By Mark T. Broth
Under both federal and New Hampshire law, the possession, distribution, or use of marijuana is a criminal act. New Hampshire law makes a limited exception for those persons who qualify to use “medical marijuana.” Federal law contains no such exception. Technically, those persons permitted by the State to use marijuana for medical purposes are still subject to arrest and prosecution under federal law.
During the Obama administration, the United States Attorney General announced that federal dollars would not be expended to prosecute marijuana-related crimes in states which have legalized marijuana for medical or recreational use. At this point, it is unclear whether the Trump administration will continue this policy, or whether the federal government will seek to prosecute persons involved in those states that allow marijuana use, cultivation, and possession.
The fact that marijuana remains illegal in New Hampshire has had little impact on usage. According to statistics published by the Partnership for a Drug Free New Hampshire, 30.1% of New Hampshire residents ages 18-25 have used marijuana within the past 30 days. This is the fifth highest rate of usage in that age bracket among all states, and far exceeds the national average of 19.6%. A recent CBS report ranked New Hampshire fourth, behind only Alaska, Vermont, and Colorado, in the percentage of adults (14.8%) who use marijuana. With both Maine and Massachusetts having passed laws that will legalize recreational marijuana within the next several years, and the decriminalization of small amounts in Vermont, the availability of marijuana within New Hampshire is almost certain to increase.
What does this mean for New Hampshire employers? For many years, employers have attempted to maintain drug free workplaces. In the private sector, the primary tool for weeding out drug use has been pre-employment drug testing. Accurate tests have been available for many years that can identify the presence of the active chemicals in controlled substances. However, a basic problem with marijuana testing is that it is not time specific. While certain drugs are only detectable in a urine sample for a brief period of time, an individual may test positive for marijuana many weeks after they have last used. Standard drug tests cannot distinguish between those employees who use marijuana before or during work hours, and those employees who engage in “responsible use” outside of working hours, in a manner consistent with responsible use of alcohol.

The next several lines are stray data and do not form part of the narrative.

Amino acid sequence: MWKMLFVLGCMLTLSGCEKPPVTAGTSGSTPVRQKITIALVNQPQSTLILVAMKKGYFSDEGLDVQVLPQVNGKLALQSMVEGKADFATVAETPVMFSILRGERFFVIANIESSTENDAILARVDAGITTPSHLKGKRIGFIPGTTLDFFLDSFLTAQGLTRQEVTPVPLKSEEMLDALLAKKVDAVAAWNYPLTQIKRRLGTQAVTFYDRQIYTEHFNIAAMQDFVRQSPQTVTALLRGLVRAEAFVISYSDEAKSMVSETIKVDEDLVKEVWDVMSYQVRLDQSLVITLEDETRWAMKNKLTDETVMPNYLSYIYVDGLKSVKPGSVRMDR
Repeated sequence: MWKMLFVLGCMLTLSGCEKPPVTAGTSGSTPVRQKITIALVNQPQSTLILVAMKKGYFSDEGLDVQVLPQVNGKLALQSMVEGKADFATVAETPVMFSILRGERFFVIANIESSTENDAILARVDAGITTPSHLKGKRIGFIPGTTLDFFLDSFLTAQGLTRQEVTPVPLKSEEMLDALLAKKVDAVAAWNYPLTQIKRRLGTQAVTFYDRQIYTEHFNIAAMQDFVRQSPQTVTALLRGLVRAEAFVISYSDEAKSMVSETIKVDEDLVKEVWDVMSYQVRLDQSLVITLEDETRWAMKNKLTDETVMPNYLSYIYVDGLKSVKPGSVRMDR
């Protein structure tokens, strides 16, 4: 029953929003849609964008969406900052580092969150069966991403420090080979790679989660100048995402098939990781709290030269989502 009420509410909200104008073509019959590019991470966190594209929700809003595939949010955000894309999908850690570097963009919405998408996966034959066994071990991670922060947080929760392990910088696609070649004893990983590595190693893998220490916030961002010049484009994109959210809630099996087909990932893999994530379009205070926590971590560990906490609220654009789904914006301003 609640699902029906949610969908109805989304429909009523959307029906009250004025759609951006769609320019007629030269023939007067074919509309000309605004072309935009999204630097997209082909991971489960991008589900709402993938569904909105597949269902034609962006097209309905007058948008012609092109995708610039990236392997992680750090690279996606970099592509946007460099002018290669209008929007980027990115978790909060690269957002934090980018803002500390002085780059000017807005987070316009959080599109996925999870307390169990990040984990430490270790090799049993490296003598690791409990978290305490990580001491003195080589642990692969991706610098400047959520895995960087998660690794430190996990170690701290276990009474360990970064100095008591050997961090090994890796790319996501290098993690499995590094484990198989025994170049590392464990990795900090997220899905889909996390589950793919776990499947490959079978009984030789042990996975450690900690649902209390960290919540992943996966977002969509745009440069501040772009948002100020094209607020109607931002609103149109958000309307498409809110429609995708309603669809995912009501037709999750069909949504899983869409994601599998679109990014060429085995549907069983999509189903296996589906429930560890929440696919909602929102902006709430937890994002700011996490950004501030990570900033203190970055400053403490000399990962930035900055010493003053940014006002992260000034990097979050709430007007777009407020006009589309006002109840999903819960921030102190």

Even if marijuana testing was more accurate, can New Hampshire employers afford to disqualify a significant percentage of potential job applicants solely on the basis of marijuana use? At 2.6%, New Hampshire has one of the lowest unemployment rates in the nation. With the “baby boomer” population reaching retirement age, a decline in migration from other states, low rates of retention of recent college graduates within the State, the low rate of foreign immigration, and among the lowest birth rates in the US, New Hampshire is heading for what Polecon Research described in 2016 as a “perfect storm” of labor shortages.
Unlike private sector employers, public employers cannot relocate their operations to states with greater workforce availability. This means that public employers will either need to pay more to attract and retain out of state talent or make do with the available in-State workforce. Which brings us back to marijuana. Clearly, there are some occupations (law enforcement, EMS, CDL license holders, etc.) where criminal drug use cannot be tolerated. But for many other public sector workforce occupations, and for many jobs in the private sector economy, blanket disqualification of marijuana users from the workforce may no longer be practical.
Even if a public employer wanted to exclude all marijuana users from the workforce, constitutional considerations limit the ability to drug test employees who are not engaged in law enforcement, commercial driving, and certain other safety sensitive functions. Employers may need to consider redefining the “drug free” workplace as one that does not exclude those who use marijuana, but focuses instead on the concept of responsible use. Like alcohol use, marijuana use is a learned behavior. Employers may need to consider shifting their focus from exclusion to enforcement of reasonable use standards: no use, possession, or intoxication during work hours; and no off-duty use that would directly interfere with the performance of job duties (such as loss of license).
Mark Broth is a member of DrummondWoodsum’s Labor and Employment Group. His practice focuses on the representation of private and public employers in all aspects of the employer-employee relationship. This is not a legal document nor is it intended to serve as legal advice or a legal opinion. Drummond Woodsum & MacMahon, P.A. makes no representations that this is a complete or final description or procedure that would ensure legal compliance and does not intend that the reader should rely on it as such. “Copyright 2017 Drummond Woodsum. These materials may not be reproduced without prior written permission.”
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